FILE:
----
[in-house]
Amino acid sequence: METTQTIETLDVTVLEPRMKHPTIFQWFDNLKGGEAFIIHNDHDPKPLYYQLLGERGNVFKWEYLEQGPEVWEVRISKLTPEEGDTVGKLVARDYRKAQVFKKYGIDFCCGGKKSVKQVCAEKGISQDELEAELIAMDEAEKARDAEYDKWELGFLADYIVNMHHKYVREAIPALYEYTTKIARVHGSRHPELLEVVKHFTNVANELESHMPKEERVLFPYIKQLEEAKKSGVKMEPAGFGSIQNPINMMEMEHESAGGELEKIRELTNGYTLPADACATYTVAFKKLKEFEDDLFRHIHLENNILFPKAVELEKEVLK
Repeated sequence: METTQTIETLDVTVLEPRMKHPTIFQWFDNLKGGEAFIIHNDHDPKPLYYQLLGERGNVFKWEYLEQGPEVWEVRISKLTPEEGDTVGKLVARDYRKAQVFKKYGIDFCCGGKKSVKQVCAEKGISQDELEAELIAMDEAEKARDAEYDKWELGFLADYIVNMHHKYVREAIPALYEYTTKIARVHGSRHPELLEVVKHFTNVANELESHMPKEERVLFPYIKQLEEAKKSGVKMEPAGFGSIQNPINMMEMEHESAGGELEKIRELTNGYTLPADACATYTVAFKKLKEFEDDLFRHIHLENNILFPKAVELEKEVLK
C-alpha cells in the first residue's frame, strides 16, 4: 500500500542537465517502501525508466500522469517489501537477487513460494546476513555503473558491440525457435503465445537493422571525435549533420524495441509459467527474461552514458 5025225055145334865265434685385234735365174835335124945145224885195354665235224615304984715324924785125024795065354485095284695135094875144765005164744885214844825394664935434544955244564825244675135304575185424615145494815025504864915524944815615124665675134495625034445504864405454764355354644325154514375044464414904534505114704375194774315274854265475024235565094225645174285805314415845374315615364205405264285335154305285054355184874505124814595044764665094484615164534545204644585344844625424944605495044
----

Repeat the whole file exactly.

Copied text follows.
[in-house]
Amino acid sequence: METTQTIETLDVTVLEPRMKHPTIFQWFDNLKGGEAFIIHNDHDPKPLYYQLLGERGNVFKWEYLEQGPEVWEVRISKLTPEEGDTVGKLVARDYRKAQVFKKYGIDFCCGGKKSVKQVCAEKGISQDELEAELIAMDEAEKARDAEYDKWELGFLADYIVNMHHKYVREAIPALYEYTTKIARVHGSRHPELLEVVKHFTNVANELESHMPKEERVLFPYIKQLEEAKKSGVKMEPAGFGSIQNPINMMEMEHESAGGELEKIRELTNGYTLPADACATYTVAFKKLKEFEDDLFRHIHLENNILFPKAVELEKEVLK
Repeated sequence: METTQTIETLDVTVLEPRMKHPTIFQWFDNLKGGEAFIIHNDHDPKPLYYQLLGERGNVFKWEYLEQGPEVWEVRISKLTPEEGDTVGKLVARDYRKAQVFKKYGIDFCCGGKKSVKQVCAEKGISQDELEAELIAMDEAEKARDAEYDKWELGFLADYIVNMHHKYVREAIPALYEYTTKIARVHGSRHPELLEVVKHFTNVANELESHMPKEERVLFPYIKQLEEAKKSGVKMEPAGFGSIQNPINMMEMEHESAGGELEKIRELTNGYTLPADACATYTVAFKKLKEFEDDLFRHIHLENNILFPKAVELEKEVLK
C-alpha cells in the first residue's frame, strides 16, 4: 500500500542537465517502501525508466500522469517489501537477487513460494546476513555503473558491440525457435503465445537493422571525435549533420524495441509459467527474461552514458 5025225055145334865265434685385234735365174835335124945145224885195354665235224615304984715324924785125024795065354485095284695135094875144765005164744885214844825394664935434544955244564825244675135304575185424615145494815025504864915524944815615124665675134495625034445504864405454764355354644325154514375044464414904534505114704375194774315274854265475024235565094225645174285805314415845374315615364205405264285335154305285054355184874505124814595044764665094484615164534545204644585344844625424944605495044